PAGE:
Running a medieval kingdom is hard. Even when boiled down to simple yes or no questions and decisions from your many advisors, you’re bound to annoy someone, become too powerful, speak a peasant revolt or, um, get lost in your own castle and die from starvation…
Last year’s Reigns quite brilliantly imagined this through the lens of Tinder, asking you to swipe left or right to make decisions, while weighing up the potential consequences and how that would affect the balance of your kingdom. Instead of simply being able to do what you want, you’d often have to make a tradeoff to keep the church happy, avoid running out of gold or whatever. You can always see the potential impact, but have to guess and reason whether that will be positive or negative. For the sequel, Reigns: Her Majesty, you’re no longer a king, but a queen.
That simple twist makes this a little bit different from the first game. While your decisions all have a decided impact on the balance of the kingdom, you do so as the spouse of the King, and this colours everything that happens. There’s a wry twist of dark humour that pokes and prods at current affairs – well, not too current – and many of the things that women have to put up with in real life. An advisor asks you to smile, your told to dress up or down, you get demeaned for actually making decisions, the King condescendingly tells the advisors to do what you tell them because “what harm could it do?”
The knee jerk reaction is to just think “Hey, screw you, I’m the queen!” and push back… and while doing that might be satisfying – there’s one or two moments where you get to send people to be executed – more often than not, it sets you on the path to your own demise. There’s a handful of special event deaths in the game, but most commonly it will be that one or two decisions you made threw the balance with the church, the people, the military or the treasury out of whack, whether filling or emptying the meters. I’ve lost count the number of times the Cardinal has had me burnt at the stake for being a witch or I’ve been trampled to death by an adoring populace.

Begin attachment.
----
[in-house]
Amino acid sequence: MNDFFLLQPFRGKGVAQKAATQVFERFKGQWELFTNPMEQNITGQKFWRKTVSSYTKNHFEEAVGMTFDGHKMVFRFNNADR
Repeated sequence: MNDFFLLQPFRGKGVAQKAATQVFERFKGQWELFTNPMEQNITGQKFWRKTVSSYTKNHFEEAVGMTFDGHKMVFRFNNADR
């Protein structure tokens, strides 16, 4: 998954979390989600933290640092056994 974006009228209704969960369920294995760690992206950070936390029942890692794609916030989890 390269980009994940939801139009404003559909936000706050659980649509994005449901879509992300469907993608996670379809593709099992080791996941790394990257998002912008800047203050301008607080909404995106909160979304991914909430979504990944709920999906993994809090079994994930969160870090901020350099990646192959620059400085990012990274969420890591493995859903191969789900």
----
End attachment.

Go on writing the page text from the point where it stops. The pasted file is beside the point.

That’s alright though, because every time you die, you’re reborn by the All Mother as a different princess being married into a position of power. Across these many lives you have a number of overarching objectives and puzzles to solve. You have three objectives every life, and while they’re largely about waiting and being attentive enough to interrogate the Church’s prisoner or invite the Merchant to court, longer term goals are more nuanced and less sign posted.
There’s a gentle imbalance here sometimes, as a new queen takes up the reigns and is immediately dropped in at the deep end, which doesn’t make sense when you consider she’s probably a bright eyed teenager looked down upon by everyone, but helps keep the game and your progress feel like there’s forward momentum.
Despite the reset button being hit every once in a while, a number of key factors do persist from one reign to the next. Wars will carry on until you sign a peace treaty, for example, but you can also grow the range of advisors, who will then stick around for later and if you’re asked for your input on state finances, to sit in on trials, and so on, then that privilege is also afforded to later queens.
One of the complaints of the original was that, while there are hundreds of cards, you’d soon fall into a trap of having the same more common situations popping up time and again. Her Majesty tries to solve that in a few different ways, both by simply having quite a lot more cards – around 1200-1300, up from 800 or so in the original –and seeming to be a bit smarter in how cards and situations come up to try and avoid too much repetition. Additionally, each queen is given a sign of the zodiac, which can play into how events unfold and allow you to shape her destiny.
There is still some repetition to be found, but it’s almost a relief at times to know what’s going to happen. Thankfully, the time-based puzzles of the first game have been all but banished, and you’re given a way out whenever you do venture into this game’s maze. Common sense prevails in general, but trial and error certainly plays a part in learning the deck, figuring out the puzzles and trying to ensuring a queen’s longevity.
Reigns’ devilishly simplistic game of Tinder-like kingdom management feels just as inventive now as it did in 2015, but Reigns: Her Majesty fixes some of its more poorly considered design choices while also putting a refreshing spin on the challenge you face by casting you as a (very powerful) woman in a man’s world. The king is dead. Long live the queen!
Version tested: iOS, PC